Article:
Reviews You May Have Missed - June 2012 Edition

If you've been tuning into the front page of WikiGameGuides this past month, you know that June was a damn good month for reviews, though maybe not for overall game quality. In total, thirteen new reviews found a featured spot on the homepage. Now, you could chalk this fact up to my managerial skills or dumb luck, but luck and I have never seen eye to eye. 

This month's non-featured submissions include a brief blog echoing my feelings of The Walking Dead television series and a wordy submission lauding the merits of Game of Thrones. Then we get to the reviews where Mason gives a hearty recommendation to Lollipop Chainsaw in spite of its misogynistic overtones, and EpicWalkthroughs contributes a Spec Ops: The Line review praising the game for its narrative, protagonists, and gameplay (a direct contrast to my opinions). 


What's the deal with The Walking Dead?

Written by thehostilechicken for

"When it started in 2010, The Walking Dead blew up, and was immediately hailed as a quintessential cornerstone in the zombie apocalypse genre. At the time, when my zombie-mad cousin and TV-buff friend told me of it, I decided there and then, I'd never watch this show."

"But about two weeks ago, I started to watch the first series and finished the second about two days ago. I heard of its deeply rich story and lots of character depth, so naturally, I was anticipating Six Feet Under, except with the bodies waking up. But lo and behold it failed miserably. I'm even more disappointed now after finding it's creator is Frank Darabont - the genius behind The Shawshank Redemption! It just doesn't add up."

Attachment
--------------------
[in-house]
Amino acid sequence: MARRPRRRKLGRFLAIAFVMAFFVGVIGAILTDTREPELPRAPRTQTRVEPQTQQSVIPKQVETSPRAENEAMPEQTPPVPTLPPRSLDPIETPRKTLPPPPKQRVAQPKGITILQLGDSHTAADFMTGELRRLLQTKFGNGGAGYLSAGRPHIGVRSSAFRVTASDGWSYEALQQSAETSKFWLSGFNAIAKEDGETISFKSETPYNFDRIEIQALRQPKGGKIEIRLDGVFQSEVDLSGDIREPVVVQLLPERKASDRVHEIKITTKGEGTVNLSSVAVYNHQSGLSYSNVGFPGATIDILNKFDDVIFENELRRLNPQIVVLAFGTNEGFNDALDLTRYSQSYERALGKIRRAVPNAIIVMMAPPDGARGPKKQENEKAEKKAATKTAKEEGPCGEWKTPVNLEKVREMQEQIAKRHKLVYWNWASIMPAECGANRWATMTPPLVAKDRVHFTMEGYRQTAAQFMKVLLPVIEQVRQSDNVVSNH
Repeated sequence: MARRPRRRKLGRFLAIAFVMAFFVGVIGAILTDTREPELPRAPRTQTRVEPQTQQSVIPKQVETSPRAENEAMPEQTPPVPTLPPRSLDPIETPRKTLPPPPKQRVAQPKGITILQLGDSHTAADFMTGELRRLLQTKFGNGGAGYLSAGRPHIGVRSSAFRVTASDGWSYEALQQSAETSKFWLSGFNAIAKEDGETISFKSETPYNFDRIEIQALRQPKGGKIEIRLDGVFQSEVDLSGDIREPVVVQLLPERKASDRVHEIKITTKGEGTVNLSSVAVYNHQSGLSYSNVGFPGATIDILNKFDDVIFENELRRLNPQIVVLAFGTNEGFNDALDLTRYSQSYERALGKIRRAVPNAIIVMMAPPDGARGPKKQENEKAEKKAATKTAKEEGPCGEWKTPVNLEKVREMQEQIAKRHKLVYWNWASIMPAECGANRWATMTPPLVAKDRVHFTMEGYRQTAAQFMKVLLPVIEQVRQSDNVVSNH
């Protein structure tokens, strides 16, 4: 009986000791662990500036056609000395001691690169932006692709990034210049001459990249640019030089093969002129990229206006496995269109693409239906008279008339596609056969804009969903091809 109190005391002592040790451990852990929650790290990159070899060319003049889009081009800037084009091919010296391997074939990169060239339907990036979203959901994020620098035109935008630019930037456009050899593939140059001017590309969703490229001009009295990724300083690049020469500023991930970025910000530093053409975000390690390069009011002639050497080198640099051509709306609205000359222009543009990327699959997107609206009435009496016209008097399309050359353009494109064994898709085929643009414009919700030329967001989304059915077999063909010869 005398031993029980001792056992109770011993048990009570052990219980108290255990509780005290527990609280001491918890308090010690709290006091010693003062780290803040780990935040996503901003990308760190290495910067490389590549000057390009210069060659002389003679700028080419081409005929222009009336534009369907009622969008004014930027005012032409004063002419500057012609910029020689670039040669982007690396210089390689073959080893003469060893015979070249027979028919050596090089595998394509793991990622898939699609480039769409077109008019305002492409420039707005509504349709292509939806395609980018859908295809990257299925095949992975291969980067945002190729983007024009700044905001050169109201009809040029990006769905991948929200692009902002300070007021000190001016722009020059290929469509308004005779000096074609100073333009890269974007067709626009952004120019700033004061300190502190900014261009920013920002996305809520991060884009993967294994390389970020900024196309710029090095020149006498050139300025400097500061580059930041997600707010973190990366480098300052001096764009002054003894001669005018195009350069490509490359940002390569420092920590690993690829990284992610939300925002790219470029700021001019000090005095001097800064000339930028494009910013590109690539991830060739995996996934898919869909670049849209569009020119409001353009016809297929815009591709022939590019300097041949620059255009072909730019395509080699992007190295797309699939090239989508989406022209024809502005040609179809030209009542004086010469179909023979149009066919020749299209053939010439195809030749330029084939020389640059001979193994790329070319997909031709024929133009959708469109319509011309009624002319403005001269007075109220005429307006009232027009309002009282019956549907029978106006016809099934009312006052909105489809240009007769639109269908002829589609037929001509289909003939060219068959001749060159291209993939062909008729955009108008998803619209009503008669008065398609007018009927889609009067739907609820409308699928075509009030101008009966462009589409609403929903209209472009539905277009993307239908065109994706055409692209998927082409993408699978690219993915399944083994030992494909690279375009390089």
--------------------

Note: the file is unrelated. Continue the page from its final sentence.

"Now, in hindsight, I realize that those who were rating the "magnificence" of the story like zombie films, which usually have the storyline of a 1980's pornographic film. It's honestly not worth your time, and the cliffhanger at the end of series two was unimaginative and left me with sighs of anguish rather than excitement (unlike Dexter season six which I'm bricking it for!!) At this point, I would say it's "jumped the shark," but really it passed that point before they even made the pilot. Before the shark got bitten by a "walker" that is."


Lollipop Chainsaw

Reviewed by Mason_M for

"Just looking at the title is enough to convince the average person this isn’t your boilerplate Call of Duty or Halo. No, Lollipop Chainsaw basks itself in the charm that Suda consistently laces his games with, along with some heavy sexualization and retro funk. Of course, one of the defining features in a Suda game is a completely over-the-top and insane story. Lollipop Chainsaw stars Juliet Starling, a cheerleader for San Romero High celebrating her 18th birthday on the day the story takes place. As the pandemonium starts, Juliet is on her way to meet her boyfriend Nick at school when she arrives to find zombies overrunning the campus, and she must fight her way through the crowd to find her boyfriend."